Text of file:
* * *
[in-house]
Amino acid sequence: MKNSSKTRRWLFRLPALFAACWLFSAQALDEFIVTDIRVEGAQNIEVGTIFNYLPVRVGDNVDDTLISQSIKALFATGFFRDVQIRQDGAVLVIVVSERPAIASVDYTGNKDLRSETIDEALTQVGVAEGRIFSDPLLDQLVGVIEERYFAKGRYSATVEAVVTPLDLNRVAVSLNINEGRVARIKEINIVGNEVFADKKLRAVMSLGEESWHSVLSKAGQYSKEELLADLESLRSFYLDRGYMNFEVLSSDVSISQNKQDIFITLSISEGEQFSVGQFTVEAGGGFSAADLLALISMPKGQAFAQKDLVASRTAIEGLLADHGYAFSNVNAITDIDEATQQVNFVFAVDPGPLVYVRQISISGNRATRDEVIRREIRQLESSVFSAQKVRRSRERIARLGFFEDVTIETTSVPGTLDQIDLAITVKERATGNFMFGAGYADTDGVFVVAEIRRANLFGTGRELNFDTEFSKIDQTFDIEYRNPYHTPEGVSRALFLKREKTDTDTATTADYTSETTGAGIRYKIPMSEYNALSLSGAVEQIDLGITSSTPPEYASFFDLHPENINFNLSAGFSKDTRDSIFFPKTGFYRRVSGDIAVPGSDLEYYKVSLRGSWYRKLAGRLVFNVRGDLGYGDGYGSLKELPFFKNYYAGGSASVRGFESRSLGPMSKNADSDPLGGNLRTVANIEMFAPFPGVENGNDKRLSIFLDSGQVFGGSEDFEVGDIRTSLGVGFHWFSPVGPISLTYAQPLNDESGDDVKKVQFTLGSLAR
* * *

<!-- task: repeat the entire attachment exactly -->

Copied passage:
[in-house]
Amino acid sequence: MKNSSKTRRWLFRLPALFAACWLFSAQALDEFIVTDIRVEGAQNIEVGTIFNYLPVRVGDNVDDTLISQSIKALFATGFFRDVQIRQDGAVLVIVVSERPAIASVDYTGNKDLRSETIDEALTQVGVAEGRIFSDPLLDQLVGVIEERYFAKGRYSATVEAVVTPLDLNRVAVSLNINEGRVARIKEINIVGNEVFADKKLRAVMSLGEESWHSVLSKAGQYSKEELLADLESLRSFYLDRGYMNFEVLSSDVSISQNKQDIFITLSISEGEQFSVGQFTVEAGGGFSAADLLALISMPKGQAFAQKDLVASRTAIEGLLADHGYAFSNVNAITDIDEATQQVNFVFAVDPGPLVYVRQISISGNRATRDEVIRREIRQLESSVFSAQKVRRSRERIARLGFFEDVTIETTSVPGTLDQIDLAITVKERATGNFMFGAGYADTDGVFVVAEIRRANLFGTGRELNFDTEFSKIDQTFDIEYRNPYHTPEGVSRALFLKREKTDTDTATTADYTSETTGAGIRYKIPMSEYNALSLSGAVEQIDLGITSSTPPEYASFFDLHPENINFNLSAGFSKDTRDSIFFPKTGFYRRVSGDIAVPGSDLEYYKVSLRGSWYRKLAGRLVFNVRGDLGYGDGYGSLKELPFFKNYYAGGSASVRGFESRSLGPMSKNADSDPLGGNLRTVANIEMFAPFPGVENGNDKRLSIFLDSGQVFGGSEDFEVGDIRTSLGVGFHWFSPVGPISLTYAQPLNDESGDDVKKVQFTLGSLAR